10 February 2014


It is always at least a little bit impressive to see Kristin Scott Thomas speak French -- although there are plenty of American movies where actors are using their second (third, fourth, who knows) language, there's something surprising about seeing it in a non-anglophone film. But the movie doesn't offer much else, aside from a few great sex scenes, and the always dazzling ability Thomas has to let her face be a conduit for flickering emotions. Thomas plays a woman who falls in love with a construction worker who is helping to renovate her home office. She wants a divorce from her husband, and he not only doesn't want to give her one, he does everything in his power to starve the lovers out -- so that she will come back to him. Unsurprisingly, it doesn't end well. 

The film mostly trucks in melodrama and cliche, without really developing the characters (surprisingly, it's the lover who is most realized psychologically, despite being highly unrealistic). The movie wants to be a daring take on forbidden love across class lines, but there's just not much to it. Utterly skippable.

08 February 2014

Wolf of Wall Street

I can't really make up my mind about this movie. It's definitely thought-provoking. I wouldn't be surprised if Leo finally gets his Oscar -- he does a great job. Though I will say, sure the guy has a baby face, but I'm sorry, 22 year olds don't have those kinds of lines on their foreheads. That distracted the hell out of me. But whatever. Jonah Hill is good, but the Oscar nomination is overdoing it, if you ask me. But to get to the point: during the intermission (ah, the joys of the cinema experience in Turkey!), my friend and I were remarking that the movie felt totally soul-less. We found ourselves not really caring what happened to the character -- would he get caught? Would he get away with it? Would his crazy drug-addled lifestyle have horrific consequences?

By the end of the movie, I'd decided that its sense of detachment is crucial to its success. If it had in any way pushed me towards a specific emotional reaction, be it sympathy or outrage, I would have bridled, but the flatness of the film allows you to passively take in the completely disgusting scenes before you with some measure of amusement and interest. You feel somehow insulated from it. And indeed, there are some completely hilarious moments (though also some very unpleasant ones, though they are typically seen from afar -- when Leo slaps his wife, for instance, you view the scene from the end of a hallway. You are literally distanced from it, and it makes a huge difference in its emotional impact.). Actually, it reminded me of the discussions about alcoholism in movies that were happening (well, maybe only on NPR) when Arthur came out, about how it used to be ok to have lovable, or at least comical, scenes of substance abuse in movies. For some reason, it is totally hilarious when DiCaprio is so bombed on 'ludes that he enters into what he calls "the palsy stage." This is again making me wish I'd posted about Flight, by the way, which has a similarly gleeful portrayal of drug abuse, though it balances it with an unbelievably heavy-handed (and deeply hypocritical) moralizing message.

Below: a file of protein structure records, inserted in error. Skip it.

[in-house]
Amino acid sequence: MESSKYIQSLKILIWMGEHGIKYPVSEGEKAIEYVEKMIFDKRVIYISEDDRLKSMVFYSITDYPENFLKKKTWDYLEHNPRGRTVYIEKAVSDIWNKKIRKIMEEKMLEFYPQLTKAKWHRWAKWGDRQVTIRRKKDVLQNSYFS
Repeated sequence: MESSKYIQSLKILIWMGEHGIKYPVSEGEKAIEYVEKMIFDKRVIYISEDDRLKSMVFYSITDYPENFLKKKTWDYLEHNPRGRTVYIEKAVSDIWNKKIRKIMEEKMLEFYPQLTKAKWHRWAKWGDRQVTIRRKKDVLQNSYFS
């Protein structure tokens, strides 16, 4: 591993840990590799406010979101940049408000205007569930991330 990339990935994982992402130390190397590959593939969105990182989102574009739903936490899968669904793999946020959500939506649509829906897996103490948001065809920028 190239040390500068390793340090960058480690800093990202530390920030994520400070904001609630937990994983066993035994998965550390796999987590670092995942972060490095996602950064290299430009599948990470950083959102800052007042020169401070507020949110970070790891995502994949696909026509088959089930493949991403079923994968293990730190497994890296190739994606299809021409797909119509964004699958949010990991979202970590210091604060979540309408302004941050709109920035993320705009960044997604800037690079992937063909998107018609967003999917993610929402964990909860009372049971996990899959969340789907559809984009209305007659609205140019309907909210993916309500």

Anyways, the real point of The Wolf of Wall Street is, of course, the debauched excesses of untrammeled Wall Street living. This is where the morality of the film is so bizarrely ambiguous. We never see the victims of the protagonist's frauds, and they're only briefly alluded to. On the other hand, it occasionally seems that perhaps we are meant to share his self-pity; a fairly offensive notion. It isn't entirely clear whether we are to be repulsed by the scenes of utter hedonism, or somewhat envious of them. Is the take-away point here that the problem with Wall Street schemes is that they don't even make the perpetrators happy? Because the film is largely lacking in any sense of social responsibility.

But of course, maybe that's what the audience is meant to provide. In this regard, what I find perhaps most intriguing about the film is the way in which it is aggressively dated in the past. Occasionally we get scenes of tv footage, for instance, and it is so grainy and obviously outmoded, that you're jarred into remembering that this is not happening in the present. What really drives this effect home is the soundtrack, which is insistently grounded in the 90s, to an almost surreal extent. People dance to Baby's Got Back at a wedding; the Lemonheads' cover of Mrs Robinson plays at one point, and in the most climactic example, a scene on the yacht is set to a Foo Fighters track. Yes, it's thematically appropriate ("gotta promise not to stop when I say when"), but it's also rather charmingly dated. Now, you ask yourself, why on earth would a film that is so clearly timely and related to the present moment of backlash against Wall Street and luxury living* so relentlessly remind you that it is NOT talking about the present? My theory is: because it really isn't. What this movie quietly wants you to realize, I suggest, is that it is obsolete. What looks like outrageous excess and absurd amounts of money is simply laughable in comparison to the kinds of profits those types of people are making nowadays. Although Leo's world looks like another planet to us, one of unimaginable, unfathomable extravagance, it is but the tip of the iceberg. We literally cannot imagine the opulence and astonishing greed and power of comparable characters in our own time.